In cases where lungs become filled with water

Lecture 4

Question 1: A man with normal lungs and a right to left shunt is found at catheterization to have an O2 concentration in his arterial and mixed venous blood of 18 and 14ml O2/100ml blood. If oxygen concentration of blood leaving the pulmonary capillaries is calculated to be 20mlO2/100ml blood, how large is the shunt?

Question 2. A patient whose arterial PO2 and PCO2 values are both 40mmHg when breathing air PO2 150mmHg, has a marked ventilation perfusion inequality but no shunt. On measuring his CO2 produced at rest it was found to be 240ml/min and his O2 consumption was found to be 300ml/min. Taking the correction factor for the alveolar gas equation to be 2mmHg, calculate the degree of his ventilation perfusion inequality.

Lecture 5

Question 1. For the control period, mark on the figure on page 3:-

the baseline

the amplitude of contractions

the frequency of the contractions

Question 2. What properties of the muscle do these measurements correspond to?

Work as syncytium, larger sheets, and have bridges with low resistance.

Question 3. Calibrate the tension of the preparation and complete the table below.

Calibration of tension: 1mm = g

Normal Saline Control ACh

(50ng/ml) Control NAd

(50ng/ml) Control

Resting Tone (g) 0 0.8 0 0.4 0

Amplitude (g) 0 0.9 0 0.5 0

Frequency

(per minute) 0 1 1 1 0

Atropine

(50ng/ml) Control ACh

(50ng/ml) ACh

(500ng/ml) Control NAd

(50ng/ml)

Resting Tone (g) 0 0.5 0.7 0 0.2

Amplitude (g) 0 0.7 0.8 0 0.2

Frequency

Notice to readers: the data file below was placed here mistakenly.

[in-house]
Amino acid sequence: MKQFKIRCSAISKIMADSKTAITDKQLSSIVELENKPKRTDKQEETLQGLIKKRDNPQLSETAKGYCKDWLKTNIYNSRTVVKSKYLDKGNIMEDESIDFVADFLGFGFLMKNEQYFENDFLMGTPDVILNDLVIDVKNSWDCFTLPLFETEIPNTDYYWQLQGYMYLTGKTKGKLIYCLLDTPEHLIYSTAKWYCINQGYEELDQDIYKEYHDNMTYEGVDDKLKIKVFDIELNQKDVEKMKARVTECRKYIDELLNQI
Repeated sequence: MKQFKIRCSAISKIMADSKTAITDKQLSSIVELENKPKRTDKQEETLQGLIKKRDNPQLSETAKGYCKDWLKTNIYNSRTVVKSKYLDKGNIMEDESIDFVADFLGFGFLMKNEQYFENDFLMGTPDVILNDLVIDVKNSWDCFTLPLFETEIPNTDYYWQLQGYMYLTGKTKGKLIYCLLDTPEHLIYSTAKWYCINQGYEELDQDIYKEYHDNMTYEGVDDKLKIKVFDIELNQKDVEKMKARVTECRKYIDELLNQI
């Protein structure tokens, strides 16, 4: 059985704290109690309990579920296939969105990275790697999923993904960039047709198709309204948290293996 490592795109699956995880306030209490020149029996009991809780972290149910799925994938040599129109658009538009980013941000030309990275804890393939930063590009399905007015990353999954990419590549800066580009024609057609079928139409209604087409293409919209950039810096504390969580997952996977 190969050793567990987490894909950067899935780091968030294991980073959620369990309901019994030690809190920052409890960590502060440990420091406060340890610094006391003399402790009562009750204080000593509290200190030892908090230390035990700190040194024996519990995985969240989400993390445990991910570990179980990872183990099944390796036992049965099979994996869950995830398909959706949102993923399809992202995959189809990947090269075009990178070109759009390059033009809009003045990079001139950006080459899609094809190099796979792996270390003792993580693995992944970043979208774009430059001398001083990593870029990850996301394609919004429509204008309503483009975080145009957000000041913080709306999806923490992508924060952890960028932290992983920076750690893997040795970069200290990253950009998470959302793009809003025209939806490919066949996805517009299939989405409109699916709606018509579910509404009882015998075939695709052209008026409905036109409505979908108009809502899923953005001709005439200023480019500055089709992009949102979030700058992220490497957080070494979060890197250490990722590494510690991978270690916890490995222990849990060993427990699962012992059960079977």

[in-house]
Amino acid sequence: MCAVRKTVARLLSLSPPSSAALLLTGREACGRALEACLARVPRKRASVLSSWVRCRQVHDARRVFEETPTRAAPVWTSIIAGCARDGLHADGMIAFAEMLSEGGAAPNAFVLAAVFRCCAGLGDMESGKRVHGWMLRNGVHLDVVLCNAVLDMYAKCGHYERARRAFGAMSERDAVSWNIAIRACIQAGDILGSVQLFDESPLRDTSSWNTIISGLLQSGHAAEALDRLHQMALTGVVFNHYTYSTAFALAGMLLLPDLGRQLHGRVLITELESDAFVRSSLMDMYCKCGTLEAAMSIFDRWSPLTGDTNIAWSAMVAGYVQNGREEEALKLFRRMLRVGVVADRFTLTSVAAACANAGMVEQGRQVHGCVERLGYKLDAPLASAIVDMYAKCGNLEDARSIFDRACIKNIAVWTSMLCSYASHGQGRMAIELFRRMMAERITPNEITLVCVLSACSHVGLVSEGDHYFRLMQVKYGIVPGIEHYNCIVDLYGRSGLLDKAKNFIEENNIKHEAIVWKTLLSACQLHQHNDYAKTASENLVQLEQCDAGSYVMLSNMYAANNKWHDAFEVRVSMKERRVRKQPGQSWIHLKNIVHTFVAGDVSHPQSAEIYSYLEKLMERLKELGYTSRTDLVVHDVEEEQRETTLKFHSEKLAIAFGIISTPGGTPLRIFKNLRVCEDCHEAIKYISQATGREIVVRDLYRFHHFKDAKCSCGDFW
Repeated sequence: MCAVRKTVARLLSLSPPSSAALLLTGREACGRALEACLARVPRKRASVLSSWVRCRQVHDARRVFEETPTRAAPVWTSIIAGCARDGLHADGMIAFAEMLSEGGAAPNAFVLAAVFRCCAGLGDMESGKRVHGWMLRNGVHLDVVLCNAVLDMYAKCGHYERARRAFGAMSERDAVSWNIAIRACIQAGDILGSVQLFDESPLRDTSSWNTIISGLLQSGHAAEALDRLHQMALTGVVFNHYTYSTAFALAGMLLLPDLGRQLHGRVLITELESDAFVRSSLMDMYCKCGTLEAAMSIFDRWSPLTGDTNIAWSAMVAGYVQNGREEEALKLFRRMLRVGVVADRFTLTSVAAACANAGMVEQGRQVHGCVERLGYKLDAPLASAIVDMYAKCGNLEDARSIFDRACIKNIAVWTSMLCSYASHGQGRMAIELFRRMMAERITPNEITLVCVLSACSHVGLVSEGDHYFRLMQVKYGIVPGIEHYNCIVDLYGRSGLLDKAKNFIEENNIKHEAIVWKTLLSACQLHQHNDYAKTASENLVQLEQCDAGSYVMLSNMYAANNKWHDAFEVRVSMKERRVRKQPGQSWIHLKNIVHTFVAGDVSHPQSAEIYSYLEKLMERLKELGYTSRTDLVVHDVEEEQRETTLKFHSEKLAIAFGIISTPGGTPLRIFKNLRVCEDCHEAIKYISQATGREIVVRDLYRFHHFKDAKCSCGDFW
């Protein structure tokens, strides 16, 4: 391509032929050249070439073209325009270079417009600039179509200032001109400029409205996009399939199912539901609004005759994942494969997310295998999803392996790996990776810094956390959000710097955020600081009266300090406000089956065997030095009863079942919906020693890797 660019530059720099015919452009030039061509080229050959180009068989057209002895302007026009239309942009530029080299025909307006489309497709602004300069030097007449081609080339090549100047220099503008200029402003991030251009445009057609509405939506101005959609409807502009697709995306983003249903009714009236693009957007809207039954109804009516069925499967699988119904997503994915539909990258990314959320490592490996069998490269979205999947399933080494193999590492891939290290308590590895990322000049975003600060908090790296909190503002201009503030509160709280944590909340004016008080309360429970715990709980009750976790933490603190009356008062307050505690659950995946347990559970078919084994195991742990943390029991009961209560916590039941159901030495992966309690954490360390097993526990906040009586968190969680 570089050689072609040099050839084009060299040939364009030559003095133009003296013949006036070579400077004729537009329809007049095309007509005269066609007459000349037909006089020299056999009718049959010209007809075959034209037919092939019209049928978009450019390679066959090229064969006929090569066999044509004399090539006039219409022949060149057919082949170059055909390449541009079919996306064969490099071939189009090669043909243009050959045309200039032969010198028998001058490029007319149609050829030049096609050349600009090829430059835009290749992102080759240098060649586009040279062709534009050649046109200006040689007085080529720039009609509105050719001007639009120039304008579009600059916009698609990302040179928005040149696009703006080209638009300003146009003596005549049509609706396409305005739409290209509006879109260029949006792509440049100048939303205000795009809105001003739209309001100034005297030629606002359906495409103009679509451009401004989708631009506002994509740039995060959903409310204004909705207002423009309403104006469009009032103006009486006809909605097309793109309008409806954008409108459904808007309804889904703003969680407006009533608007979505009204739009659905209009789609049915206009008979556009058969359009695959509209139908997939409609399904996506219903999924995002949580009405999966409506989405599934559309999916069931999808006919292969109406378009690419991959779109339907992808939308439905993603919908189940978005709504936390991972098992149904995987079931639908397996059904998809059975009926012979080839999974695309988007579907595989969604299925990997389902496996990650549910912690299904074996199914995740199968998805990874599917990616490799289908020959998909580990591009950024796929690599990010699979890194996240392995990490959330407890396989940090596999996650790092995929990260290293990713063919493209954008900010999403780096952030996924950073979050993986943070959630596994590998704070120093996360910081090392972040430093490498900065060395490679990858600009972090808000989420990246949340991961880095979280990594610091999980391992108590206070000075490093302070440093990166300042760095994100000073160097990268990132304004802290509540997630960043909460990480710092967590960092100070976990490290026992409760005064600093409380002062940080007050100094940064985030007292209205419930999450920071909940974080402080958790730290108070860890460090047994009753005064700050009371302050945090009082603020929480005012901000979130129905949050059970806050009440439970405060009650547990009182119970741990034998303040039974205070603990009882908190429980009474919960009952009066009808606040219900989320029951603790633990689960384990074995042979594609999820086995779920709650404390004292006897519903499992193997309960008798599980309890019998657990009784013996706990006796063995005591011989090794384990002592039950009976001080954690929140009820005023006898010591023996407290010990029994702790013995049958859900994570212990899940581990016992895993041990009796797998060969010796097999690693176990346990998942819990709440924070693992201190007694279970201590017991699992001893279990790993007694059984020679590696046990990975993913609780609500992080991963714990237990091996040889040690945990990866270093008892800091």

(per minute) 0 1 2 0 1

Question 4. Do ACh and NAd affect all three measurements i.e. baseline, amplitude and frequency of contractions? If so, do they affect them in the same way?

No.

Question 5. Using the information about Atropine, explain the results and deduce the possible sites of action of ACh and NAd in the preparation.

Question 6. What conclusion can you draw about the origin of the spontaneous activity and the way in which it is modified in the jejunum?

Lecture 7

If the plasma concentration of a substance X is 200mg/100ml and the GFR is 125ml/min, what is the filtered load of the substance?

200/100

=2

2 x 125

=250mg/ml

Practice Calculation 2.

A good example of a substance like A is a polysaccharide called insulin. Suppose you want to measure GFR in a human subject. A reasonable procedure would be to infuse the subject intravenously with a solution of insulin that is enough to give you a plasma concentration of 3.9mg/litre. Over a two hour period, you manage to collect 0.3L of urine from your subject and after measuring the concentration of insulin in that urine sample, you find that you have a urine concentration of 351mg/litre. What is your subject’s GFR? What are its units?

3.9 x0.3 = 351 x GFR

1.17= 351 GFR

= 0.003

Practice Example 3.

If the urine concentration of a substance is 7.5mg/ml of urine, its plasma concentration is 0.2mg/ml of plasma, and the urine flow rate is 2ml/min, what is the clearance rate of the substance?

`7.5/2= 3.75

3.75/0.2

=18.75

Practice Example 4.

A patient is found to have a urine creatinine concentration of 196mg/ml: plasma concentration that equals 1.4mg/ml: and a urine flow that equals 1ml/min. what is the clearance of creatinine?

196/1.4

=140mg/min

Complete the following Table:

You can find the value for Tm from the glucose titration curve above. It corresponds to the rate at which glucose reabsorption starts to plateau. Read off the value from the Movement of glucose axis. (Clue: the value is 300, 350, 375 or 400 mg/min? Which is it?)

Plasma Concentration (mg/100ml) GFR